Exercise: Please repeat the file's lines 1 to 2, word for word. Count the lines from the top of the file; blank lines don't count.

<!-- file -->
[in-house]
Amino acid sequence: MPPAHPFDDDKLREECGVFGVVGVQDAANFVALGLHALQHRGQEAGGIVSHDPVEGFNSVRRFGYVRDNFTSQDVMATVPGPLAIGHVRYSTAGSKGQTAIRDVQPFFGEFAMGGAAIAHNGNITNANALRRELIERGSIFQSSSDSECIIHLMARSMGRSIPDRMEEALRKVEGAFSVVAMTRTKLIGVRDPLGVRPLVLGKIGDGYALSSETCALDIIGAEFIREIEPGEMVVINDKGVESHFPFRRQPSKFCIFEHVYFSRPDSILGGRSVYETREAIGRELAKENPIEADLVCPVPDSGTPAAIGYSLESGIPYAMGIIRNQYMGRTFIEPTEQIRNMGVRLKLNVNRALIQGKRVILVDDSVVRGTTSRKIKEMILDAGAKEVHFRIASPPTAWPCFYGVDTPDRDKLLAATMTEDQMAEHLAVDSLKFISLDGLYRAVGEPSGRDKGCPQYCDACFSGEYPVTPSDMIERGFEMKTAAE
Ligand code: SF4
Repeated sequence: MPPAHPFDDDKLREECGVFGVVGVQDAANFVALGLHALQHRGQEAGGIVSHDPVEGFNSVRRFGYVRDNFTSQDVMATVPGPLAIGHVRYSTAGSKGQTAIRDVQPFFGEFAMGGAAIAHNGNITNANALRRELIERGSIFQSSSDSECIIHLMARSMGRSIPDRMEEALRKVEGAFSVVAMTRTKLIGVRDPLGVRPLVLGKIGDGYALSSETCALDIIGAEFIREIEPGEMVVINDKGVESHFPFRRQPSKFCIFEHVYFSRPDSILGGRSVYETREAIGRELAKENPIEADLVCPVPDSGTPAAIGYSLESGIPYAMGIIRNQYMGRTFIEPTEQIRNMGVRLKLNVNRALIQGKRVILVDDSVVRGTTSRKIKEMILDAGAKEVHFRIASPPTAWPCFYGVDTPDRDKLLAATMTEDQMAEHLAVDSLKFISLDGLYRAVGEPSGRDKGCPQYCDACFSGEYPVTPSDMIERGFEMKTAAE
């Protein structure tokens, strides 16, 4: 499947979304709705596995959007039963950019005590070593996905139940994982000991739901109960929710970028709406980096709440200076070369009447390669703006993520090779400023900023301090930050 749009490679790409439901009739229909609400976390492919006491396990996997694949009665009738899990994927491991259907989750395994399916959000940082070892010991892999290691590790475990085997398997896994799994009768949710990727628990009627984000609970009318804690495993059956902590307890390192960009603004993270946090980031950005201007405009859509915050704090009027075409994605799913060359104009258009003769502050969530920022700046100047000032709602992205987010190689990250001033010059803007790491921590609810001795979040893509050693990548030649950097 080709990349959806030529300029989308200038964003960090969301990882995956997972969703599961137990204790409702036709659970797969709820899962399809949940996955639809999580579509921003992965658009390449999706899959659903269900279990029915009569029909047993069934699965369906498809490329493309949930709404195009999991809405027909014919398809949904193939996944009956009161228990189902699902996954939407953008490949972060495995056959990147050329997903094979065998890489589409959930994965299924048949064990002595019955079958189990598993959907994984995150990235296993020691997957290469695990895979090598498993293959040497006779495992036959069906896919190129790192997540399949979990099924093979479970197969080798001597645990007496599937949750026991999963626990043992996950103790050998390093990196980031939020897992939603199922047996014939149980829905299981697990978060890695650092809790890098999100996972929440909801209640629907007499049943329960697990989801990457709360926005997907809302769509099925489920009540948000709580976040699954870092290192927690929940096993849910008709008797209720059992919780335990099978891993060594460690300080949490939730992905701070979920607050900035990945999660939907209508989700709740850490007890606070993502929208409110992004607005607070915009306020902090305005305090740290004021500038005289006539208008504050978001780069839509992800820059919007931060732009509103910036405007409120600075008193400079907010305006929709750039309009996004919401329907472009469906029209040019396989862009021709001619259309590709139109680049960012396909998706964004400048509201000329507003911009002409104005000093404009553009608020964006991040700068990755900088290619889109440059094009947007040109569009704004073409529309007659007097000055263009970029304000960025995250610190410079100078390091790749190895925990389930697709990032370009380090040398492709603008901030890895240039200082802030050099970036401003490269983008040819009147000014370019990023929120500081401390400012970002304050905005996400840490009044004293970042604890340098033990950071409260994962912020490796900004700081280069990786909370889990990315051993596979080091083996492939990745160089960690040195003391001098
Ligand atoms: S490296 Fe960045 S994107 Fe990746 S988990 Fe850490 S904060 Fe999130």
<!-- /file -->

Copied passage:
[in-house]
Amino acid sequence: MPPAHPFDDDKLREECGVFGVVGVQDAANFVALGLHALQHRGQEAGGIVSHDPVEGFNSVRRFGYVRDNFTSQDVMATVPGPLAIGHVRYSTAGSKGQTAIRDVQPFFGEFAMGGAAIAHNGNITNANALRRELIERGSIFQSSSDSECIIHLMARSMGRSIPDRMEEALRKVEGAFSVVAMTRTKLIGVRDPLGVRPLVLGKIGDGYALSSETCALDIIGAEFIREIEPGEMVVINDKGVESHFPFRRQPSKFCIFEHVYFSRPDSILGGRSVYETREAIGRELAKENPIEADLVCPVPDSGTPAAIGYSLESGIPYAMGIIRNQYMGRTFIEPTEQIRNMGVRLKLNVNRALIQGKRVILVDDSVVRGTTSRKIKEMILDAGAKEVHFRIASPPTAWPCFYGVDTPDRDKLLAATMTEDQMAEHLAVDSLKFISLDGLYRAVGEPSGRDKGCPQYCDACFSGEYPVTPSDMIERGFEMKTAAE